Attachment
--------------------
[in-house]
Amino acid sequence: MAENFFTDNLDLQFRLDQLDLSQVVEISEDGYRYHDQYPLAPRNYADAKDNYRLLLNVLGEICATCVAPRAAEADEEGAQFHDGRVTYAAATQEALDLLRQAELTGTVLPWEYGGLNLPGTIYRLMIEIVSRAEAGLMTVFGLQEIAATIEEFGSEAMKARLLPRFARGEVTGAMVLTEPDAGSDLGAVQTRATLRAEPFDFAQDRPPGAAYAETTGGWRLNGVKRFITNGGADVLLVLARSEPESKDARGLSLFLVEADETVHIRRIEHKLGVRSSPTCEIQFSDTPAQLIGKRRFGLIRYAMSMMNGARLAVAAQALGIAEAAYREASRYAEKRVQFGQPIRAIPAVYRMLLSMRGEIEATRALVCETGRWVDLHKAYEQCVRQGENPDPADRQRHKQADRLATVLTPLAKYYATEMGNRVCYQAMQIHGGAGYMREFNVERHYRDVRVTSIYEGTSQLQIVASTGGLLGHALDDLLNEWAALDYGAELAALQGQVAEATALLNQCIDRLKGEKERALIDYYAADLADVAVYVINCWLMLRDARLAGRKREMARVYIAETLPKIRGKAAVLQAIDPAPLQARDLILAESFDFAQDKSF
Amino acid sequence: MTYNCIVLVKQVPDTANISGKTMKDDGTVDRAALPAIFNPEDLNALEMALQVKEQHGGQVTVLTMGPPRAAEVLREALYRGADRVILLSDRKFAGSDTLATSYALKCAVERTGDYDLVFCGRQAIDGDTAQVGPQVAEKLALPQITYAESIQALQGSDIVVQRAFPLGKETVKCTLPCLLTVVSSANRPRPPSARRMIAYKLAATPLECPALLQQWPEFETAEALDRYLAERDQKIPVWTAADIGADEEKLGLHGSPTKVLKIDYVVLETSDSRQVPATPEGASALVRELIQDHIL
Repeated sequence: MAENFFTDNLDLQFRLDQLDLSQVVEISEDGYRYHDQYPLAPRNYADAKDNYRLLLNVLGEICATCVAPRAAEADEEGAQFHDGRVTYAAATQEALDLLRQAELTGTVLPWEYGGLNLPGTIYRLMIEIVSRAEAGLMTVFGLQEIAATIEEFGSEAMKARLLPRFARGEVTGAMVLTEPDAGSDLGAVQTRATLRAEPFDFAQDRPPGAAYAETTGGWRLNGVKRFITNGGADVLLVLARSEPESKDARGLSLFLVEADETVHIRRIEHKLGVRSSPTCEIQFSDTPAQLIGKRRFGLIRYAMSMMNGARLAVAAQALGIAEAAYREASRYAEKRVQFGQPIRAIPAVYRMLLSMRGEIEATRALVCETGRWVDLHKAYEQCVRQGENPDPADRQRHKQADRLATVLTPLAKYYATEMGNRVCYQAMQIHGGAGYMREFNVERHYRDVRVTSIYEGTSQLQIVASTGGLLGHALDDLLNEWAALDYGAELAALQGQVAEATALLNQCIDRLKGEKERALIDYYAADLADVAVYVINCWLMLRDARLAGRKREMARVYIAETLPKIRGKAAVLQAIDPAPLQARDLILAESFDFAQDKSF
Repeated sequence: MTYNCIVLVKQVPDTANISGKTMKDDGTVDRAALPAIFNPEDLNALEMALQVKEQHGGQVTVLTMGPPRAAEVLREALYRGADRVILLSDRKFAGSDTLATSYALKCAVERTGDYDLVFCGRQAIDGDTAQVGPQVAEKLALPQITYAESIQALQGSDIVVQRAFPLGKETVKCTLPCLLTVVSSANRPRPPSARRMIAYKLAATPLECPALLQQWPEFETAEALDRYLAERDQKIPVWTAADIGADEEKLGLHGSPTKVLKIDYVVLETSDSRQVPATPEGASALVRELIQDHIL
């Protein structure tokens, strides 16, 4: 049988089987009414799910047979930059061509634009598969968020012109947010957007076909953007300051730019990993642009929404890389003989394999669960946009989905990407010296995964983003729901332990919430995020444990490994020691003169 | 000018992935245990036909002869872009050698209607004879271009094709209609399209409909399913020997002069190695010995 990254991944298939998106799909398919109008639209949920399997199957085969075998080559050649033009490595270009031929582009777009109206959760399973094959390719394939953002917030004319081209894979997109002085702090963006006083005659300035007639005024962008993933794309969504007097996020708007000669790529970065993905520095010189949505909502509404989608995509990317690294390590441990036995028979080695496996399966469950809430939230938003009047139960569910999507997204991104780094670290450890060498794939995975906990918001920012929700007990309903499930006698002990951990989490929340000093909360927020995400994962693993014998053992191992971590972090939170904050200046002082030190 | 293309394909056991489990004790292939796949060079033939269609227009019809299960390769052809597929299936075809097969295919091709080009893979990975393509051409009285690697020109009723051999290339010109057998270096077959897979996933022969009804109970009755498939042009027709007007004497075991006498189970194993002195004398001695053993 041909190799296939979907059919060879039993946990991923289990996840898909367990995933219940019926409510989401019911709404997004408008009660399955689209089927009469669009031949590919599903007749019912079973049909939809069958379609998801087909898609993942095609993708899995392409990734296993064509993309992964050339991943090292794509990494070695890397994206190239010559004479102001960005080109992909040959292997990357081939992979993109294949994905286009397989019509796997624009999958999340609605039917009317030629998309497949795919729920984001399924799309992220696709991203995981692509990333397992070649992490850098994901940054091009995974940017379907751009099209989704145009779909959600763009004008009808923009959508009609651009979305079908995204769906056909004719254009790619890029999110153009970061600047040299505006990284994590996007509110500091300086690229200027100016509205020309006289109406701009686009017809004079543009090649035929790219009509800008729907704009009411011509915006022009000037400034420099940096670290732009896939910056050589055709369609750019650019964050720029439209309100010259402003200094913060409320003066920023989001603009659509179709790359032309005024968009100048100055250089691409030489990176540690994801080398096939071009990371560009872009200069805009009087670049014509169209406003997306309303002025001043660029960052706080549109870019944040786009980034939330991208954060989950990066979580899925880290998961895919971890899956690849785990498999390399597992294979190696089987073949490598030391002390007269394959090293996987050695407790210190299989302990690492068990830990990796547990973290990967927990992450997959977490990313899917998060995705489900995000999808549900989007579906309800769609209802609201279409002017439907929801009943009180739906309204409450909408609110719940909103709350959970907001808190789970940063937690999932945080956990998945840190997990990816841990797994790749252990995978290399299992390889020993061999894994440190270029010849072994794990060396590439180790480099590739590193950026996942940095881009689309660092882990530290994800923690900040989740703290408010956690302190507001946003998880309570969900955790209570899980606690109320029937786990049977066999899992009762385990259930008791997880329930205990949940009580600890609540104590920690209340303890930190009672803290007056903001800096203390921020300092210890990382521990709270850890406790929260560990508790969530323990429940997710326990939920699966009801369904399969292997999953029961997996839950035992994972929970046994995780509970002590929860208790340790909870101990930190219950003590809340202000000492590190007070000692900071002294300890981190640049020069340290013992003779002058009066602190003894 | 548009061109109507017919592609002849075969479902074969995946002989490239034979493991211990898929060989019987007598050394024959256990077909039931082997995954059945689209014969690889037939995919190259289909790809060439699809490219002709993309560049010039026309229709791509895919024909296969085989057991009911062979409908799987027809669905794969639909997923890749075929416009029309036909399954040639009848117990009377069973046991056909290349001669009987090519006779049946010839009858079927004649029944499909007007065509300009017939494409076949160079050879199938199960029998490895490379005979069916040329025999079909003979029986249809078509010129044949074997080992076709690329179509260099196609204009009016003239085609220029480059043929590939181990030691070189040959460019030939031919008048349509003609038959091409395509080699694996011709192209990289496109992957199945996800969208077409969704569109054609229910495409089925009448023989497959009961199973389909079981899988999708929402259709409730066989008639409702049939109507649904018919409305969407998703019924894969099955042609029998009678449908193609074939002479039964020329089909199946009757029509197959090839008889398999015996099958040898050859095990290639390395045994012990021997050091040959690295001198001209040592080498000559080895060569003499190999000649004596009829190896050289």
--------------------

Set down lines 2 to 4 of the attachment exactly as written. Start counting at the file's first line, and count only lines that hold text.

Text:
Amino acid sequence: MAENFFTDNLDLQFRLDQLDLSQVVEISEDGYRYHDQYPLAPRNYADAKDNYRLLLNVLGEICATCVAPRAAEADEEGAQFHDGRVTYAAATQEALDLLRQAELTGTVLPWEYGGLNLPGTIYRLMIEIVSRAEAGLMTVFGLQEIAATIEEFGSEAMKARLLPRFARGEVTGAMVLTEPDAGSDLGAVQTRATLRAEPFDFAQDRPPGAAYAETTGGWRLNGVKRFITNGGADVLLVLARSEPESKDARGLSLFLVEADETVHIRRIEHKLGVRSSPTCEIQFSDTPAQLIGKRRFGLIRYAMSMMNGARLAVAAQALGIAEAAYREASRYAEKRVQFGQPIRAIPAVYRMLLSMRGEIEATRALVCETGRWVDLHKAYEQCVRQGENPDPADRQRHKQADRLATVLTPLAKYYATEMGNRVCYQAMQIHGGAGYMREFNVERHYRDVRVTSIYEGTSQLQIVASTGGLLGHALDDLLNEWAALDYGAELAALQGQVAEATALLNQCIDRLKGEKERALIDYYAADLADVAVYVINCWLMLRDARLAGRKREMARVYIAETLPKIRGKAAVLQAIDPAPLQARDLILAESFDFAQDKSF
Amino acid sequence: MTYNCIVLVKQVPDTANISGKTMKDDGTVDRAALPAIFNPEDLNALEMALQVKEQHGGQVTVLTMGPPRAAEVLREALYRGADRVILLSDRKFAGSDTLATSYALKCAVERTGDYDLVFCGRQAIDGDTAQVGPQVAEKLALPQITYAESIQALQGSDIVVQRAFPLGKETVKCTLPCLLTVVSSANRPRPPSARRMIAYKLAATPLECPALLQQWPEFETAEALDRYLAERDQKIPVWTAADIGADEEKLGLHGSPTKVLKIDYVVLETSDSRQVPATPEGASALVRELIQDHIL
Repeated sequence: MAENFFTDNLDLQFRLDQLDLSQVVEISEDGYRYHDQYPLAPRNYADAKDNYRLLLNVLGEICATCVAPRAAEADEEGAQFHDGRVTYAAATQEALDLLRQAELTGTVLPWEYGGLNLPGTIYRLMIEIVSRAEAGLMTVFGLQEIAATIEEFGSEAMKARLLPRFARGEVTGAMVLTEPDAGSDLGAVQTRATLRAEPFDFAQDRPPGAAYAETTGGWRLNGVKRFITNGGADVLLVLARSEPESKDARGLSLFLVEADETVHIRRIEHKLGVRSSPTCEIQFSDTPAQLIGKRRFGLIRYAMSMMNGARLAVAAQALGIAEAAYREASRYAEKRVQFGQPIRAIPAVYRMLLSMRGEIEATRALVCETGRWVDLHKAYEQCVRQGENPDPADRQRHKQADRLATVLTPLAKYYATEMGNRVCYQAMQIHGGAGYMREFNVERHYRDVRVTSIYEGTSQLQIVASTGGLLGHALDDLLNEWAALDYGAELAALQGQVAEATALLNQCIDRLKGEKERALIDYYAADLADVAVYVINCWLMLRDARLAGRKREMARVYIAETLPKIRGKAAVLQAIDPAPLQARDLILAESFDFAQDKSF